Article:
Governments that hope to recapture the gains and avoid the pitfalls of the last big round of economic stimulus more than a decade ago should double down on decarbonization and energy efficiency programs—and take a careful look at the thinking of 1930s-era economist John Maynard Keynes for a guide to the best strategic investments, says Broadbent Institute Policy Fellow Brendan Haley.
While the very concept of stimulus is associated with Keynes, Haley argues in a post this week for Policy Options, it was misused in the response to the 2008 global financial crisis. The result was a boom and bust from which countries, communities, and households never really recovered.
“What was missing from the quick-hit stimulus was a move by the government to define a new trajectory for investment and innovation for decades to come,” he writes. “A focus on long-term investment would have been truer to Keynes’s ideas and would have defined the economic direction needed to lower greenhouse gas emissions. This time, we need to get it right.”
Haley looks back to the last economic crisis, which “came after decades of reducing the capacity of the public sector and deregulating financial markets.” After the crash, governments recognized that public sector spending could drive up demand and create jobs. But “the 2009 and 2010 Canadian budgets focused on tax cuts, and most spending commitments lasted only two years,” he writes. “For climate change, there was some support for clean infrastructure, and the ecoEnergy retrofit program to improve energy efficiency. In the U.S., by comparison, renewable energy and energy efficiency investments were eight times higher on a per capita basis.”
But the problem was that very little of that activity was sustained, after a G7 meeting in Iqaluit in February 2010 kicked off a shift to low-interest rate monetary policies that “chiefly benefitted wealthy asset holders, while a sputtering real economy could only offer insecure part-time and precarious work to many,” he adds. As a result, “clean energy sectors experienced a boom and then a bust. The ecoEnergy retrofit program was cancelled in 2010, which made it difficult for energy efficiency implementers to regain the trust of consumers and contractors.”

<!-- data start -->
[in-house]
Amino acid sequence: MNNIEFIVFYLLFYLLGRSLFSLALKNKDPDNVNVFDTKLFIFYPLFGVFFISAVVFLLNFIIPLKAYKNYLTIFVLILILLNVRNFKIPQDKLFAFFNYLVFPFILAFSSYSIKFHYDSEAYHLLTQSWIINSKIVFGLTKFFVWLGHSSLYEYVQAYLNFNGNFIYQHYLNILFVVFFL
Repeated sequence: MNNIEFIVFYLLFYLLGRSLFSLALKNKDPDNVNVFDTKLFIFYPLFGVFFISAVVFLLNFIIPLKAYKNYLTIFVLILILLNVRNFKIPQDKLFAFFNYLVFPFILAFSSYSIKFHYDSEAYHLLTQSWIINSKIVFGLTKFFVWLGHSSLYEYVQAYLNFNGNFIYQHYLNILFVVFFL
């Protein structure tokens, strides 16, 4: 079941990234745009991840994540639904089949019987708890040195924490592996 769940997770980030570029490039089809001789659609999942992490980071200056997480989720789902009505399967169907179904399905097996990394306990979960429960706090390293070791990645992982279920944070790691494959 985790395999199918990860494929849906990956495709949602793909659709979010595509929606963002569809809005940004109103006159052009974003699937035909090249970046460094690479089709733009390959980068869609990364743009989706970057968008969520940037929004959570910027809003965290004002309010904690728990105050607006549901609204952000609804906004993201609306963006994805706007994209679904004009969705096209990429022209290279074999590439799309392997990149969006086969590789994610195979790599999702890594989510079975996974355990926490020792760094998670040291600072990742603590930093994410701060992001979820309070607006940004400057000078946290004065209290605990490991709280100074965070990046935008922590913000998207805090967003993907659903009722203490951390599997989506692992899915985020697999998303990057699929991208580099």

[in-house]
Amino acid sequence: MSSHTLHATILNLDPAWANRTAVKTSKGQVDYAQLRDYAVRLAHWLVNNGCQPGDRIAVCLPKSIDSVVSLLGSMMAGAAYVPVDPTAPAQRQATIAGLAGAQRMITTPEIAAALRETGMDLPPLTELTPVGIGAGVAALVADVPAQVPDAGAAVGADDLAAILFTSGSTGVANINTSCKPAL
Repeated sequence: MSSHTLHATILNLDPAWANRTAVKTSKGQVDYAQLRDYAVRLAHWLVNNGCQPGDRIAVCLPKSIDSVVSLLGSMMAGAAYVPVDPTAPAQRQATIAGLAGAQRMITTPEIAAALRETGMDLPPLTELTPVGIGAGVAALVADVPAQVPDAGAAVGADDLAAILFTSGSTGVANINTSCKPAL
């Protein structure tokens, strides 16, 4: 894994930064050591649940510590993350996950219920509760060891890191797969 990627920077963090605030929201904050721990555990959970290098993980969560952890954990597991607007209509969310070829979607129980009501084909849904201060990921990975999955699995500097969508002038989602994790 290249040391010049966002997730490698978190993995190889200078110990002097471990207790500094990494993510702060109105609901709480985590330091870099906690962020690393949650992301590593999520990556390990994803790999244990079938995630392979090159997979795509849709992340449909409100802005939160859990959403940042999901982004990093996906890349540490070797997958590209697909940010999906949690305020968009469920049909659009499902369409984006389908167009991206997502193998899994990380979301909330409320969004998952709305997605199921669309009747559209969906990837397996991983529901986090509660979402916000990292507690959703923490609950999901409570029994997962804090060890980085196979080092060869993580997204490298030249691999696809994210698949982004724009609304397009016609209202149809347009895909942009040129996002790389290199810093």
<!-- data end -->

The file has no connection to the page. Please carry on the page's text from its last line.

A closer reader of Keynes’ work would have revealed a more productive path. “He was concerned with industrial structure, and encouraged spending in strategic sectors,” Haley writes. “He also favoured sustained public investment to provide full employment and stabilize the economy against the inherent instability of financial markets.” Then-U.S. president Franklin Roosevelt largely followed that advice, and his policies “ushered in a post-war ‘golden age’, when the main trajectory for demand, investment, and innovation was defined by technologies such as the automobile, and new appliances in suburban houses. The Cold War introduced missions for government-led innovations in areas like space exploration that reverberated through the domestic economy.”
The contrast between those experiences now points to the need for a “socially useful mission that can direct public and private investment and innovation”, the same way suburbanization and the Cold War did for an earlier generation. Haley points to the climate crisis as the obvious focus.
“Today, the clean economy sector has all the characteristics that Keynes saw in working class housing in the 1930s,” he writes. “Decarbonizing our energy systems presents large and continuing scale of potential demand for decades to come,” with energy retrofits to reach a 2050 net-zero emissions target requiring a more than tripling in the annual retrofit rate “by finding new approaches to logistics, marketing, financing, and manufacturing.” He calls that “a public purpose mission that needs to be led by governments, with significant potential to benefit from entrepreneurial business models and investors capable of earning returns from energy savings.”
More broadly, “retrofitting our homes, building a clean energy grid, electrifying transport, and restoring nature are activities that increase economic activity across a wide geographical distribution.,” Haley adds. “A clean economy transition can create jobs and local investment opportunities across the country, mitigating the squabbles that have traditionally occurred because of regionally specific natural resource endowments.”
His post looks at some of the existing climate action funding programs that could be ramped up to meet the challenge.